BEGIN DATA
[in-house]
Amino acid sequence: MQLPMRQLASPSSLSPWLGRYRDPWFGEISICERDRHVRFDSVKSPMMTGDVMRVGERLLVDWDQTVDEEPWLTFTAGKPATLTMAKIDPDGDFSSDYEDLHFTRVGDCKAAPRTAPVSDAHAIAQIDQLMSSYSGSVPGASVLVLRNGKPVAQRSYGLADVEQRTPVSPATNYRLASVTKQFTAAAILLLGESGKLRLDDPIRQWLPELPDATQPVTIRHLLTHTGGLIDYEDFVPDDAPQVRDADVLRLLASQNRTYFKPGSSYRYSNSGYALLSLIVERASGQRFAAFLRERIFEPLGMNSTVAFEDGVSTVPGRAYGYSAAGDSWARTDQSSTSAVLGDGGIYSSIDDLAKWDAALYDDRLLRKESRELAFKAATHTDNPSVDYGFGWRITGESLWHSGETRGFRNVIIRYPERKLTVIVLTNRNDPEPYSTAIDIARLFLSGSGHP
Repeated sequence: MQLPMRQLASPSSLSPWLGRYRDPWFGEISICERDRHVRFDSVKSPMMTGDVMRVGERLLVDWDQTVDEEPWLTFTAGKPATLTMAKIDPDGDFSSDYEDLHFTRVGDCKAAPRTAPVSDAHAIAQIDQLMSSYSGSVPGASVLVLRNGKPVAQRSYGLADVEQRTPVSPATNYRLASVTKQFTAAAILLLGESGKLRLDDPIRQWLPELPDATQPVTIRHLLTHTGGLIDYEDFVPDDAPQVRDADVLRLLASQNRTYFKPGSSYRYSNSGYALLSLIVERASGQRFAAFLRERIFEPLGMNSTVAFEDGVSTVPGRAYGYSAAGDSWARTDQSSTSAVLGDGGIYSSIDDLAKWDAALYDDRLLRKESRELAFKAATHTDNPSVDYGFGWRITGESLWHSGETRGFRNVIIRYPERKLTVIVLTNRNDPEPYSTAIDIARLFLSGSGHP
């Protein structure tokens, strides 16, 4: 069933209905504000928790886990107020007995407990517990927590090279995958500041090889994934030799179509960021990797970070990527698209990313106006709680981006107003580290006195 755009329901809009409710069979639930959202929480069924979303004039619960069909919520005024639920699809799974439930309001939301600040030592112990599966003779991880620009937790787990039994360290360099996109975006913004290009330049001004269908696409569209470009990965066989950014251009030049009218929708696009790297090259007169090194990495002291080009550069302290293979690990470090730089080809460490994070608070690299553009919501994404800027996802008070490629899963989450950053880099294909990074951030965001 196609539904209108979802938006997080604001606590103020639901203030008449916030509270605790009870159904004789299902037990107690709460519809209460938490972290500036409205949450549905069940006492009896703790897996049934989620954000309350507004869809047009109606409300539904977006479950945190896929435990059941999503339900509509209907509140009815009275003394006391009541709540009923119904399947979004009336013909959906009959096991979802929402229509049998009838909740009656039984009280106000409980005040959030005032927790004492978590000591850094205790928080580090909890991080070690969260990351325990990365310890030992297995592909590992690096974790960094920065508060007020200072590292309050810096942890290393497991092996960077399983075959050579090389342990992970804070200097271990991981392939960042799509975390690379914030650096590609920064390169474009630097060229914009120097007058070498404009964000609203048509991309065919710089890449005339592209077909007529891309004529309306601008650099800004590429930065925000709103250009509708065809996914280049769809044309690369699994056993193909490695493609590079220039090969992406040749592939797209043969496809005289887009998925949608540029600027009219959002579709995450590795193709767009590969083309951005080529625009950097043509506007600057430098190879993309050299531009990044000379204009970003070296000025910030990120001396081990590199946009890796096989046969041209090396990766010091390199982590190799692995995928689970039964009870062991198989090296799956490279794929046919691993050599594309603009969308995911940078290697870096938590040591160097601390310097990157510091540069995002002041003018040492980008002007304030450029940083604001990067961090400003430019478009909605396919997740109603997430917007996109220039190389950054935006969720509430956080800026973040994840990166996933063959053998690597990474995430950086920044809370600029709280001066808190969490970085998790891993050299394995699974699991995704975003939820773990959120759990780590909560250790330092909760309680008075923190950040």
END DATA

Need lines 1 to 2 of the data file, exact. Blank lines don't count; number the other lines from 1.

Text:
[in-house]
Amino acid sequence: MQLPMRQLASPSSLSPWLGRYRDPWFGEISICERDRHVRFDSVKSPMMTGDVMRVGERLLVDWDQTVDEEPWLTFTAGKPATLTMAKIDPDGDFSSDYEDLHFTRVGDCKAAPRTAPVSDAHAIAQIDQLMSSYSGSVPGASVLVLRNGKPVAQRSYGLADVEQRTPVSPATNYRLASVTKQFTAAAILLLGESGKLRLDDPIRQWLPELPDATQPVTIRHLLTHTGGLIDYEDFVPDDAPQVRDADVLRLLASQNRTYFKPGSSYRYSNSGYALLSLIVERASGQRFAAFLRERIFEPLGMNSTVAFEDGVSTVPGRAYGYSAAGDSWARTDQSSTSAVLGDGGIYSSIDDLAKWDAALYDDRLLRKESRELAFKAATHTDNPSVDYGFGWRITGESLWHSGETRGFRNVIIRYPERKLTVIVLTNRNDPEPYSTAIDIARLFLSGSGHP